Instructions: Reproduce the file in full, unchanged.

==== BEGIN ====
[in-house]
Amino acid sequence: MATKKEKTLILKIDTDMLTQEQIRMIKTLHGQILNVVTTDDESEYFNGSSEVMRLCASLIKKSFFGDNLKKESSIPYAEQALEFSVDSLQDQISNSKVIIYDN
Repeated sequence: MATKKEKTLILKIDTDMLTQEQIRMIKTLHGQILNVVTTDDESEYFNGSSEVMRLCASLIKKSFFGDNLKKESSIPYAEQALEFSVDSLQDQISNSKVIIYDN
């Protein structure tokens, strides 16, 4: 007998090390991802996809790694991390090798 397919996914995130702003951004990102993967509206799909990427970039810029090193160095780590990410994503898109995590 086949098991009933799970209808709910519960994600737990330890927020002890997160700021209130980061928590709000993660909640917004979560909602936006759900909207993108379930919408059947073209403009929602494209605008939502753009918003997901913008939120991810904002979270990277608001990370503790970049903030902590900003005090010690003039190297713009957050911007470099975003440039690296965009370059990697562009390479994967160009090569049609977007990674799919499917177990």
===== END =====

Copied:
[in-house]
Amino acid sequence: MATKKEKTLILKIDTDMLTQEQIRMIKTLHGQILNVVTTDDESEYFNGSSEVMRLCASLIKKSFFGDNLKKESSIPYAEQALEFSVDSLQDQISNSKVIIYDN
Repeated sequence: MATKKEKTLILKIDTDMLTQEQIRMIKTLHGQILNVVTTDDESEYFNGSSEVMRLCASLIKKSFFGDNLKKESSIPYAEQALEFSVDSLQDQISNSKVIIYDN
């Protein structure tokens, strides 16, 4: 007998090390991802996809790694991390090798 397919996914995130702003951004990102993967509206799909990427970039810029090193160095780590990410994503898109995590 086949098991009933799970209808709910519960994600737990330890927020002890997160700021209130980061928590709000993660909640917004979560909602936006759900909207993108379930919408059947073209403009929602494209605008939502753009918003997901913008939120991810904002979270990277608001990370503790970049903030902590900003005090010690003039190297713009957050911007470099975003440039690296965009370059990697562009390479994967160009090569049609977007990674799919499917177990």